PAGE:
NEW YORK CITY: It was amidst the ruins of the Aug. 4 Beirut port explosion, surrounded by traumatized citizens who seemed comforted by his presence, that French President Emmanuel Macron found himself in the surreal position of having to announce that he would return on Sept. 1 to commemorate the creation of Greater Lebanon.
Macron’s interaction with regular Lebanese on that day has invited re-examination of the past hundred years, during which France, despite all misgivings, was always called “the tender mother”. What separates the events that led to the creation of the modern Lebanese state and those that had brought the French leader to Beirut, is much more than just the passage of 100 years.
As his ship crossed the Atlantic on its way to Paris in 1919, US President Woodrow Wilson was armed by an unwavering vision for a new world order in the aftermath of the First World War: Affairs between nations would be conducted in the open, on the basis of sovereignty, self-determination and the repudiation of military force to settle dispute.
The victorious Allies gathered at the Paris Peace Conference to set the terms for the defeated Central Powers. A question was on everyone’s mind: What to do with the pieces left of the Ottoman Empire, the “sick man,” and every other empire that collapsed?
Back then, in the US, there was heavy opposition to colonialism. The US would never join the fight to help maintain and expand European empires. Instead, there would be mandates given to small, well-run countries, perhaps Scandinavian countries, Wilson thought, that would not have the ambition or resources to turn the protectorates into colonies. It would just give the newborn states good advice.
“But of course, as soon as Wilson got to Paris, there was no way the prime ministers of France or Britain were going to let him do that,” said historian Elizabeth Thompson, author of “How the West Stole Democracy from the Arabs.”
Paris and London were negotiating their own new order for the Middle East, and it could not have been more anathema to Wilson’s vision. France had invested so much in Syria and Lebanon during the previous century that it insisted on creating a “friendly” entity that would anchor the French presence in the Middle East.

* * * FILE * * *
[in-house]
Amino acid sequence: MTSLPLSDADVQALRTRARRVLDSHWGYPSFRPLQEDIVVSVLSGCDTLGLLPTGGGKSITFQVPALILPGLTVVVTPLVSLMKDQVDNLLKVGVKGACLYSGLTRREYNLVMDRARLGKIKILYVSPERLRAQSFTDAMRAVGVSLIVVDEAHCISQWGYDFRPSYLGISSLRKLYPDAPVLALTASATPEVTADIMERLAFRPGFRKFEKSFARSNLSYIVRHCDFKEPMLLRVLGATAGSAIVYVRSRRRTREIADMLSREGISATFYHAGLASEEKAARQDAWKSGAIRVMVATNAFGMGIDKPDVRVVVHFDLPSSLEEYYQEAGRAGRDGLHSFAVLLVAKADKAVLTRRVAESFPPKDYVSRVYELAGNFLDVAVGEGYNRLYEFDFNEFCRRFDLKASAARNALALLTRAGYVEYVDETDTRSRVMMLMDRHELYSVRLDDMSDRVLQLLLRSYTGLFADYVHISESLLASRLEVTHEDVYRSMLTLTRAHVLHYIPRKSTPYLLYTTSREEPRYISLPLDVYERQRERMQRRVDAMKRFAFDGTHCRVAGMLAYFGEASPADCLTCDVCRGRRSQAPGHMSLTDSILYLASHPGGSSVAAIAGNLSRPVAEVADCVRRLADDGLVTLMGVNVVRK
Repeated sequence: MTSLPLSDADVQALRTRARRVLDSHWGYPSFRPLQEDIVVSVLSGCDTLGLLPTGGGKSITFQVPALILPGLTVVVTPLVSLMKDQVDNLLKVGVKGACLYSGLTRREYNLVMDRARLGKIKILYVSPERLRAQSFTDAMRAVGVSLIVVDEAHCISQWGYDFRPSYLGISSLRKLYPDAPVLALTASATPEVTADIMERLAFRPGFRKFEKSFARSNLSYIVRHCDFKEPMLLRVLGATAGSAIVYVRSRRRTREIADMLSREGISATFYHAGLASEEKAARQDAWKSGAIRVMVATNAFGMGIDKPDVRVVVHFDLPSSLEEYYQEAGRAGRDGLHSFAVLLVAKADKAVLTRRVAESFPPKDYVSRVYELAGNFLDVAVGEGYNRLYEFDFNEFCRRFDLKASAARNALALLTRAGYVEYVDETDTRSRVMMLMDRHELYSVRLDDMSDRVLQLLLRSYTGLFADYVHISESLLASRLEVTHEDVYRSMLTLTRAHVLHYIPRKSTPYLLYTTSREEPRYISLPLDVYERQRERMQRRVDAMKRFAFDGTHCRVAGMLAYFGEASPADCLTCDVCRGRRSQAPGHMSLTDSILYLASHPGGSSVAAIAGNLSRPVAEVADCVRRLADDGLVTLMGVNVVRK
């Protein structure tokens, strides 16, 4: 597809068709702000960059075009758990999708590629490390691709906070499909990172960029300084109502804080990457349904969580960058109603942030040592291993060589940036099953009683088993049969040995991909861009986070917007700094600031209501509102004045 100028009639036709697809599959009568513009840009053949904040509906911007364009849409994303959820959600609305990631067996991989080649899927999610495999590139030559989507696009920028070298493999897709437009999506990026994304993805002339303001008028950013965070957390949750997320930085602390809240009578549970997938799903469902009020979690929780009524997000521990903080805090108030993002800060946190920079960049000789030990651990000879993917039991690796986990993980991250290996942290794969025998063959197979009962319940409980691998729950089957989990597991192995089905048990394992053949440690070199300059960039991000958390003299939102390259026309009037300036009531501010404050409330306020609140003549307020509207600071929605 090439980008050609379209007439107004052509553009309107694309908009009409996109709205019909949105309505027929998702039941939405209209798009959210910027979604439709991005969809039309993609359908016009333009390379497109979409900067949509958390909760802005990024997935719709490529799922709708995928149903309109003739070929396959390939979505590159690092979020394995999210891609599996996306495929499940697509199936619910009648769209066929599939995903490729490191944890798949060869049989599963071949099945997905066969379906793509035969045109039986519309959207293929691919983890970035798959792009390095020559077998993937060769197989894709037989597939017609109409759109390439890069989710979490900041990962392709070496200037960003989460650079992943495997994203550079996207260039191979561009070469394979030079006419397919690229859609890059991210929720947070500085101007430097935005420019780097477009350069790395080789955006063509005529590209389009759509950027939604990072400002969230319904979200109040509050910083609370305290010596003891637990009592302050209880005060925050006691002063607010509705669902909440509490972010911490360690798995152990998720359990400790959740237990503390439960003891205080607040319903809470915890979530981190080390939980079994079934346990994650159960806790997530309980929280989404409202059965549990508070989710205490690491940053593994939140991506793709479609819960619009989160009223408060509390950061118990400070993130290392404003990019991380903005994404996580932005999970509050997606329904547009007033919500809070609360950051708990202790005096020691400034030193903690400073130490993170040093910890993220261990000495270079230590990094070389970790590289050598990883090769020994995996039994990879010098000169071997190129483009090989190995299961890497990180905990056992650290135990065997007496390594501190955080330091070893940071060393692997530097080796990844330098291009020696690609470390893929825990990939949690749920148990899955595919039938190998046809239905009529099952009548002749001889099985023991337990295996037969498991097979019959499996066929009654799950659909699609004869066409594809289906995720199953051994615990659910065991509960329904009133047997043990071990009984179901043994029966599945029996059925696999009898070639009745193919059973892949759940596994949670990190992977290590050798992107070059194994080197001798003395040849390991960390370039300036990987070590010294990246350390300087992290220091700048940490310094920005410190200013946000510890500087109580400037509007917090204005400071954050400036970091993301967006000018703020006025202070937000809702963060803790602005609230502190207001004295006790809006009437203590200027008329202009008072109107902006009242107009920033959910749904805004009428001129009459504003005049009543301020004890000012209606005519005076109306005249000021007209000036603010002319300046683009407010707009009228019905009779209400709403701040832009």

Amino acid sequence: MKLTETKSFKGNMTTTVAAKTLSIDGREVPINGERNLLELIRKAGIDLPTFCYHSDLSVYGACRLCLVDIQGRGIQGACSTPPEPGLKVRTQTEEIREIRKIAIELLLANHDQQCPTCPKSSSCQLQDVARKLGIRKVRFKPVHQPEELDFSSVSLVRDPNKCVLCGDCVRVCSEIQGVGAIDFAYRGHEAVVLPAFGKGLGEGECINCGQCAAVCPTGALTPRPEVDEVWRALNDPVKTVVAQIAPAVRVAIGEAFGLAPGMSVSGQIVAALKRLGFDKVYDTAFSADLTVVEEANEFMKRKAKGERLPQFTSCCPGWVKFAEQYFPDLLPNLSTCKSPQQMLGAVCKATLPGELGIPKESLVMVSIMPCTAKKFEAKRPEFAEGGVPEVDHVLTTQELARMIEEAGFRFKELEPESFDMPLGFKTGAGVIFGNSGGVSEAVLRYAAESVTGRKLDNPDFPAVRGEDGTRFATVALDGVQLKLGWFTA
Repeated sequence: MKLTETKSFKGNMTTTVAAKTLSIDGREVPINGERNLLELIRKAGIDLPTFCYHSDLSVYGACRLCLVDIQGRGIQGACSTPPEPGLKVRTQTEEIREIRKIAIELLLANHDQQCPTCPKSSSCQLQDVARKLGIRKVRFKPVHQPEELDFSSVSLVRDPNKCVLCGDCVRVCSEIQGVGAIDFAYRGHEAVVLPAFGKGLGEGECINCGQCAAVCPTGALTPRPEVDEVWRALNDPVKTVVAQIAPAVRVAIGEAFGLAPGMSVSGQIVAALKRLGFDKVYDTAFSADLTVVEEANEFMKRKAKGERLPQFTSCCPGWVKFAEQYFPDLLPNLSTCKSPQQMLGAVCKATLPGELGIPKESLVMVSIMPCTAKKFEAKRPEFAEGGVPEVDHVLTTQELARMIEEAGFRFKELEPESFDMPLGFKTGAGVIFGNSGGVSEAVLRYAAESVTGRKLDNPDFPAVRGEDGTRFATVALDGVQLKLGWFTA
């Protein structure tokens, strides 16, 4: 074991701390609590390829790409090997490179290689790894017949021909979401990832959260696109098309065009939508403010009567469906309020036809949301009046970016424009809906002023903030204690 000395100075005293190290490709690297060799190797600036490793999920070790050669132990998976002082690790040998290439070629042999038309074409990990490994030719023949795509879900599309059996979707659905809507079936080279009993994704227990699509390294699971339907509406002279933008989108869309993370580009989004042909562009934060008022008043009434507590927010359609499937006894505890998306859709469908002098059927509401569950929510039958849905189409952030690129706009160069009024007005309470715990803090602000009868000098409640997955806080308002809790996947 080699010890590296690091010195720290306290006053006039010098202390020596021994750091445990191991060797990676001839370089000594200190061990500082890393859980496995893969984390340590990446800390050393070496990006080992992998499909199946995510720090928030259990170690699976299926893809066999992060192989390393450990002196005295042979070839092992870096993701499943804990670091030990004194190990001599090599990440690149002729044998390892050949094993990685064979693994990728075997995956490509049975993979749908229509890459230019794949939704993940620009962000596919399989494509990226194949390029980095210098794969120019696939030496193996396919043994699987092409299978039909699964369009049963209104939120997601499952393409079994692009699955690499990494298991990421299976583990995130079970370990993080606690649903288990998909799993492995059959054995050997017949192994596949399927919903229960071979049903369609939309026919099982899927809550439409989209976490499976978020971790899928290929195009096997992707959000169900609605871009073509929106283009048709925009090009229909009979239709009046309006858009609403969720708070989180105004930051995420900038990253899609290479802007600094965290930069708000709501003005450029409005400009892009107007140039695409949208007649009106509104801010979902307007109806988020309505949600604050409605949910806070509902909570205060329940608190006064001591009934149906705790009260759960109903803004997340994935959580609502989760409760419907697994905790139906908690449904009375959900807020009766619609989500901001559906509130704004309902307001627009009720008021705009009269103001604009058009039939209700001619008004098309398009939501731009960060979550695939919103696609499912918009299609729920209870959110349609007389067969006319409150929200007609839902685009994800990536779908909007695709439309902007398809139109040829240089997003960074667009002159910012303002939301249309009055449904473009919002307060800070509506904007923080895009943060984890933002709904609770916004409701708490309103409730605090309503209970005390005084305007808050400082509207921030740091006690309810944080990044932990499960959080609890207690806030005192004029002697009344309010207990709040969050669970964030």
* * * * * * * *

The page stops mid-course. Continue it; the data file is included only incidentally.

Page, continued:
The new entity had to be a safe haven for the Maronite Christian minority for whom High Commissioner Gen. Henri Gouraud, a passionate Catholic himself, felt very warmly. Christian fears were exacerbated by the sight of their Armenian counterparts dying by the roadside during the genocide perpetrated by the Turks.
A locust wave decimated the mountain crops and resulted in famine which, compounded by the Allies’ blockade of Beirut’s coast, killed tens of thousands. Emotions, then, were running high on the first day of September 1920.
Behind the trappings of the proclamation ceremony, an important fact was kept under wraps: When the French pleaded with the British to lift the blockade off the Beirut coast, the latter refused. The blockade was to remain. Starvation was exactly the point. Deaths continued to rise.
“Macron reappeared on the explosion site to extend sympathy and promises of help, almost exactly 100 years later,” Thompson said. “Macron is to be lauded: In February 2017 he visited Algeria as he was campaigning for office, called colonialism a crime against humanity, and urged the French to apologize.
“But I have heard no mention of an apology for actions the French took in Lebanon 100 years ago, even as the League of Nations awarded them the mandate.
“When World War I ended, the French came with sacks of grain and declared themselves the saviors of the poor Lebanese. Then, they installed a sectarian regime: Access to political office and representation was defined along the lines of what religion you belong to.
“Sectarianism segments the citizenry. The direct opposite would the project of French Revolution: to create no mediating. It is kind of ironic, isn’t it, that the French came up with this system of power?
“That sectarian system laid the seeds for the deep divisions within Lebanese politics that we all now know too well have weakened the development of a stable government, which could ideally care for all Lebanese people.”
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Then again, sectarian politics was thriving long before Greater Lebanon. In the preceding system, known as Mutasarifiya, sectarian institutions had already emerged in an attempt to create a balance among communities.
“What the French mandate did, however, was anchor that sectarianism, continuing a pattern that was prevalent under the Ottomans,” said Michael Young, author of “The Ghosts of Martyrs Square” and a senior editor at Carnegie Middle East Center.
“When, in 1943, the Lebanese came to an agreement on their National Pact, a lot of what the French had introduced during the mandate became custom. For example, the president is Christian, the prime minister is Sunni and the speaker of the parliament Shia.”
Lebanese poet Henri Zoghaib, who has been advocating for a secular state for years, believes “sectarianism in religion is good, for every religion has its sects. But sectarianism in the state is a disaster.
“The French Revolution began way before 1789 when the nobility and the clergy were tyrannizing society. When the revolution matured and the Bastille was stormed, the clergy were put in their place, and politicians in theirs. The people became the source of power. The people were the ‘word of God.’ Only when the same happens in Lebanon, will we be delivered from this monster called sectarianism.”
For all its faults, however, Young believes that sectarianism is naturally a pluralistic system.